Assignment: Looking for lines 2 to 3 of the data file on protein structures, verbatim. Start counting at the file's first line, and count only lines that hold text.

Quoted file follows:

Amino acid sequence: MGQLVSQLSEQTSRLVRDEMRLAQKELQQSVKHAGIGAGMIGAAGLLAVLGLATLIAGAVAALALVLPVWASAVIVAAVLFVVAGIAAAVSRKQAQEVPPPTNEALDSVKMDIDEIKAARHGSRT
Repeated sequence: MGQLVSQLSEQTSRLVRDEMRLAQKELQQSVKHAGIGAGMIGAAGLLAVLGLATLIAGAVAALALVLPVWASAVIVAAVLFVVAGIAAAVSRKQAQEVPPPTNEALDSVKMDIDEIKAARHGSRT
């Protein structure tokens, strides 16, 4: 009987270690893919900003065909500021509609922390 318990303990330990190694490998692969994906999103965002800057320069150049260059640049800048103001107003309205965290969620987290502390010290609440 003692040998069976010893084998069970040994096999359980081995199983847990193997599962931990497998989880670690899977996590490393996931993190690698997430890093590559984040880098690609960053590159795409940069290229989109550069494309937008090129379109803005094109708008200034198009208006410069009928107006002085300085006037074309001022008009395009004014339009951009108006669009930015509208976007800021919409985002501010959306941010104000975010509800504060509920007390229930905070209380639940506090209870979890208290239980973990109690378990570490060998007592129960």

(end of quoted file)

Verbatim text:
Repeated sequence: MGQLVSQLSEQTSRLVRDEMRLAQKELQQSVKHAGIGAGMIGAAGLLAVLGLATLIAGAVAALALVLPVWASAVIVAAVLFVVAGIAAAVSRKQAQEVPPPTNEALDSVKMDIDEIKAARHGSRT
């Protein structure tokens, strides 16, 4: 009987270690893919900003065909500021509609922390 318990303990330990190694490998692969994906999103965002800057320069150049260059640049800048103001107003309205965290969620987290502390010290609440 003692040998069976010893084998069970040994096999359980081995199983847990193997599962931990497998989880670690899977996590490393996931993190690698997430890093590559984040880098690609960053590159795409940069290229989109550069494309937008090129379109803005094109708008200034198009208006410069009928107006002085300085006037074309001022008009395009004014339009951009108006669009930015509208976007800021919409985002501010959306941010104000975010509800504060509920007390229930905070209380639940506090209870979890208290239980973990109690378990570490060998007592129960």